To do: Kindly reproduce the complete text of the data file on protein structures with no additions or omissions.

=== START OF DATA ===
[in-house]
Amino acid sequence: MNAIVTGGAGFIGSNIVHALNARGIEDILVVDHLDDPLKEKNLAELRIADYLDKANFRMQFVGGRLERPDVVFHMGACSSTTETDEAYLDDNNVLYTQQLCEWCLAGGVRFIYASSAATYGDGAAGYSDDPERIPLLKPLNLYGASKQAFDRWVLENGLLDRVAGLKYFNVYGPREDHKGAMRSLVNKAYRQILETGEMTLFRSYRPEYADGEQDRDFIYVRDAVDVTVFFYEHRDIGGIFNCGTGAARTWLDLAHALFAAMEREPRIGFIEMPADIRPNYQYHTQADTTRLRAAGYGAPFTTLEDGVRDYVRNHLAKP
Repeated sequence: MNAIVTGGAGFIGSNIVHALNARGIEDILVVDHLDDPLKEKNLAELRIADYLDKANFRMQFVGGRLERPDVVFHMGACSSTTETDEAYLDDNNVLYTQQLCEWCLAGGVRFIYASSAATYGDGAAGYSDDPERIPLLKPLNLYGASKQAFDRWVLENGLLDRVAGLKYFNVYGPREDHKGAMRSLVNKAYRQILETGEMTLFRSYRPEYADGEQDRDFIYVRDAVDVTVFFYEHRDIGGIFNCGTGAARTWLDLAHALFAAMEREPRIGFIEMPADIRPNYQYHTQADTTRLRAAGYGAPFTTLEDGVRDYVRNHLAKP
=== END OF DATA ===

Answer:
[in-house]
Amino acid sequence: MNAIVTGGAGFIGSNIVHALNARGIEDILVVDHLDDPLKEKNLAELRIADYLDKANFRMQFVGGRLERPDVVFHMGACSSTTETDEAYLDDNNVLYTQQLCEWCLAGGVRFIYASSAATYGDGAAGYSDDPERIPLLKPLNLYGASKQAFDRWVLENGLLDRVAGLKYFNVYGPREDHKGAMRSLVNKAYRQILETGEMTLFRSYRPEYADGEQDRDFIYVRDAVDVTVFFYEHRDIGGIFNCGTGAARTWLDLAHALFAAMEREPRIGFIEMPADIRPNYQYHTQADTTRLRAAGYGAPFTTLEDGVRDYVRNHLAKP
Repeated sequence: MNAIVTGGAGFIGSNIVHALNARGIEDILVVDHLDDPLKEKNLAELRIADYLDKANFRMQFVGGRLERPDVVFHMGACSSTTETDEAYLDDNNVLYTQQLCEWCLAGGVRFIYASSAATYGDGAAGYSDDPERIPLLKPLNLYGASKQAFDRWVLENGLLDRVAGLKYFNVYGPREDHKGAMRSLVNKAYRQILETGEMTLFRSYRPEYADGEQDRDFIYVRDAVDVTVFFYEHRDIGGIFNCGTGAARTWLDLAHALFAAMEREPRIGFIEMPADIRPNYQYHTQADTTRLRAAGYGAPFTTLEDGVRDYVRNHLAKP